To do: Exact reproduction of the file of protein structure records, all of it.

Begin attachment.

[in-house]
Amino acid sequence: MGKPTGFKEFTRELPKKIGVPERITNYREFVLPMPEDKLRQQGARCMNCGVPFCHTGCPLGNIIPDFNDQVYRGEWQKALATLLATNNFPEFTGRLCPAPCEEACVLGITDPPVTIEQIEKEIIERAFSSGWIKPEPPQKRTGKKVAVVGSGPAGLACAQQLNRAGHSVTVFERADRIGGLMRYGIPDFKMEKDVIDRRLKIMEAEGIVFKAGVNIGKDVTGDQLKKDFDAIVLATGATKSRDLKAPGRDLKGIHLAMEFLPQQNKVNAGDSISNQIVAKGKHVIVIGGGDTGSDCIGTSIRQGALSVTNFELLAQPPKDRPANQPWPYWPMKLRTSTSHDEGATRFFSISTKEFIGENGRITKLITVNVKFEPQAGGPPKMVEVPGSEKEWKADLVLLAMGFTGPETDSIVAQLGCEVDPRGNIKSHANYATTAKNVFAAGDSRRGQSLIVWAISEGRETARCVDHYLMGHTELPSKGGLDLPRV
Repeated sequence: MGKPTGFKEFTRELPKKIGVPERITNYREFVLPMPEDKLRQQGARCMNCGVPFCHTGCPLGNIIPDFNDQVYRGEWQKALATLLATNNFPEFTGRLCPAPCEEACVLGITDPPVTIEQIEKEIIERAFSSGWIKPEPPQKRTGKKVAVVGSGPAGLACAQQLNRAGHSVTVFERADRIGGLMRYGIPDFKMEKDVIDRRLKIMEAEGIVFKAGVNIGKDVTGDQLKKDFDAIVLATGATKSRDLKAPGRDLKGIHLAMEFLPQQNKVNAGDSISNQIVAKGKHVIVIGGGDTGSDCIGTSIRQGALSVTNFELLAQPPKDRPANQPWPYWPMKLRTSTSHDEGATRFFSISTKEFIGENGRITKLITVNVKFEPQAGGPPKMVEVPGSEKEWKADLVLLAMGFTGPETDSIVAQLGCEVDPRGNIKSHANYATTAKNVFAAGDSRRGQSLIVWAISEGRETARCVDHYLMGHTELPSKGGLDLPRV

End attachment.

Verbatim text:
[in-house]
Amino acid sequence: MGKPTGFKEFTRELPKKIGVPERITNYREFVLPMPEDKLRQQGARCMNCGVPFCHTGCPLGNIIPDFNDQVYRGEWQKALATLLATNNFPEFTGRLCPAPCEEACVLGITDPPVTIEQIEKEIIERAFSSGWIKPEPPQKRTGKKVAVVGSGPAGLACAQQLNRAGHSVTVFERADRIGGLMRYGIPDFKMEKDVIDRRLKIMEAEGIVFKAGVNIGKDVTGDQLKKDFDAIVLATGATKSRDLKAPGRDLKGIHLAMEFLPQQNKVNAGDSISNQIVAKGKHVIVIGGGDTGSDCIGTSIRQGALSVTNFELLAQPPKDRPANQPWPYWPMKLRTSTSHDEGATRFFSISTKEFIGENGRITKLITVNVKFEPQAGGPPKMVEVPGSEKEWKADLVLLAMGFTGPETDSIVAQLGCEVDPRGNIKSHANYATTAKNVFAAGDSRRGQSLIVWAISEGRETARCVDHYLMGHTELPSKGGLDLPRV
Repeated sequence: MGKPTGFKEFTRELPKKIGVPERITNYREFVLPMPEDKLRQQGARCMNCGVPFCHTGCPLGNIIPDFNDQVYRGEWQKALATLLATNNFPEFTGRLCPAPCEEACVLGITDPPVTIEQIEKEIIERAFSSGWIKPEPPQKRTGKKVAVVGSGPAGLACAQQLNRAGHSVTVFERADRIGGLMRYGIPDFKMEKDVIDRRLKIMEAEGIVFKAGVNIGKDVTGDQLKKDFDAIVLATGATKSRDLKAPGRDLKGIHLAMEFLPQQNKVNAGDSISNQIVAKGKHVIVIGGGDTGSDCIGTSIRQGALSVTNFELLAQPPKDRPANQPWPYWPMKLRTSTSHDEGATRFFSISTKEFIGENGRITKLITVNVKFEPQAGGPPKMVEVPGSEKEWKADLVLLAMGFTGPETDSIVAQLGCEVDPRGNIKSHANYATTAKNVFAAGDSRRGQSLIVWAISEGRETARCVDHYLMGHTELPSKGGLDLPRV